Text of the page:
Click that speech bubble to the right, and you’ll be taken directly to the Hack Chat group on Hackaday.io. You don’t have to wait until Wednesday; join whenever you want and you can see what the community is talking about.

18 thoughts on “Ubuntu Update Hack Chat

    1. maybe they could call all the linux distributions “glibc linux”, as every package depends on it

      maybe they could call all the linux distributions “”ELF linux” because they all run ELF binaries

      maybe they can call it “computer linux” because every package in it requires a computer to run

  1. Thinking about ubuntu has convinced me that projects cannot be truly free and open source if there are business models attached to it. Sure they have made linux accessible for a lot of (non-tech) people and they provided value for free; I’m not arguing that their business model is bad for people. It is still a business however and money needs to be made, which will place their financial interests at odds with the open source ideology from time to time. I would be interested to know how they navigate such matters. Furthermore I am wondering if snap is a symptom of this conflict.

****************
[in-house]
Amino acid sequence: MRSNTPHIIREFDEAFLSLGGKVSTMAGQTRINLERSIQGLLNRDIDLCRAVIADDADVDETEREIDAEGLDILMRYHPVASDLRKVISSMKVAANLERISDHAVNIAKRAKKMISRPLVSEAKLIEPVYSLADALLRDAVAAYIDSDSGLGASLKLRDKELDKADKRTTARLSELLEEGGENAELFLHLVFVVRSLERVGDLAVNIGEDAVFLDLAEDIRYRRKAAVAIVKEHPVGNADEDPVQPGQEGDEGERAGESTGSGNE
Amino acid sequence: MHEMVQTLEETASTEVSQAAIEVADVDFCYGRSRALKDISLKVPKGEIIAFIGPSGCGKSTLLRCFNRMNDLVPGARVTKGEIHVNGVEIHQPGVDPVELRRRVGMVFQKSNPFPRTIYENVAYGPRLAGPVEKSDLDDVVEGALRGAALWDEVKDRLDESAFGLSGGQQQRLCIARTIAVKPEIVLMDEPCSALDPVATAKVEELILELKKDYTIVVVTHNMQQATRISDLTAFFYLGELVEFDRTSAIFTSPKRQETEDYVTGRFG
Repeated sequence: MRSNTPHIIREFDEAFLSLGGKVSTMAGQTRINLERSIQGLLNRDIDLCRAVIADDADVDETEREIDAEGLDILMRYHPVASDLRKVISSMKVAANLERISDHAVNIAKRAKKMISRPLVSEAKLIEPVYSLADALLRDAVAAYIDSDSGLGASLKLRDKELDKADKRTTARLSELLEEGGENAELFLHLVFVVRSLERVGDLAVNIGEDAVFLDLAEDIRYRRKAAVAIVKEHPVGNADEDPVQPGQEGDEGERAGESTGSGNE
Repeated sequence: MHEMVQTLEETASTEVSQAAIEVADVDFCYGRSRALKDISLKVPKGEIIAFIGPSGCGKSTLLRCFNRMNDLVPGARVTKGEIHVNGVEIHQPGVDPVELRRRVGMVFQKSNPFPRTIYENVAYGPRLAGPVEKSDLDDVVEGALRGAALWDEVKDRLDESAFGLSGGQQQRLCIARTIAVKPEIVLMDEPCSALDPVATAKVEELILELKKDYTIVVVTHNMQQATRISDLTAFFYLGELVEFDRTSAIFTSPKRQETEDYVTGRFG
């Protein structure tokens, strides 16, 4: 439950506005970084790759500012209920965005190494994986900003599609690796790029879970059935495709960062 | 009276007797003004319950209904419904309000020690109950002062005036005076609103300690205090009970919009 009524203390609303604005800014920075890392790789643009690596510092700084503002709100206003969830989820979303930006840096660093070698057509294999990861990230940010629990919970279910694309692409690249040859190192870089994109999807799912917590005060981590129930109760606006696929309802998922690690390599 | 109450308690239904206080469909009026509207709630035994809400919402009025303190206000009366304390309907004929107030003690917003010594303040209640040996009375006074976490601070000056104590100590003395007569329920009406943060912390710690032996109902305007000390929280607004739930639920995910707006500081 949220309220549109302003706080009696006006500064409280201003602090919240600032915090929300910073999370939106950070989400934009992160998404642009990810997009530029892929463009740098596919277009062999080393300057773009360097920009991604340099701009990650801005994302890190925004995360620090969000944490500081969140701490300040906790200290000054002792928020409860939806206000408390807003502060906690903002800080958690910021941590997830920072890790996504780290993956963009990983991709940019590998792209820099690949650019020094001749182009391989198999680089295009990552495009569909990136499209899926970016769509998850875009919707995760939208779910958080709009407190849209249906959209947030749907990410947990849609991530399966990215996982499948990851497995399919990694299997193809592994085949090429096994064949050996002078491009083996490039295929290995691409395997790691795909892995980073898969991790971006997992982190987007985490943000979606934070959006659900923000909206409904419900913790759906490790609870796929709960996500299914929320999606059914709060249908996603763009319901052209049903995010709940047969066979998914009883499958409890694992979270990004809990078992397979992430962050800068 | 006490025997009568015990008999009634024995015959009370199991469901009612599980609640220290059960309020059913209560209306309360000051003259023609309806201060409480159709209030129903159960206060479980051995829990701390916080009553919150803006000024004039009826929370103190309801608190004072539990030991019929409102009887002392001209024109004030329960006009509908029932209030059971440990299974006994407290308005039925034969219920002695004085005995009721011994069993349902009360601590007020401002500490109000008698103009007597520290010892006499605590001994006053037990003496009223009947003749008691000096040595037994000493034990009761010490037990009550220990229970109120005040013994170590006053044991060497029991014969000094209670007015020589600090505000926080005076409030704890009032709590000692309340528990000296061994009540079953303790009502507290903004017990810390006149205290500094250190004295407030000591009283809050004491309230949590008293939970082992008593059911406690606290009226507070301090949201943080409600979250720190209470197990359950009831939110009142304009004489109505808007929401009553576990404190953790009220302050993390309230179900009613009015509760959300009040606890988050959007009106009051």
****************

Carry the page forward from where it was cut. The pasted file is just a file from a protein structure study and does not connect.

Anyone any thoughts?

    1. If Linux were only developed by those without day jobs, we’d still be waiting on 486 support.. Even Linus has gotten a steady paycheck from a variety of Linux oriented employers. Day jobs and pay checks require a revenue model.

      Fortunately it’s a pretty symbiotic relationship.

      1. Sure, I’m just remarking on the potential for conflict of interest between open source and business. There will be times that both interests do not line up. I’m interested in how ubuntu balances open source and business. How do they maintain that symbiotic relationship?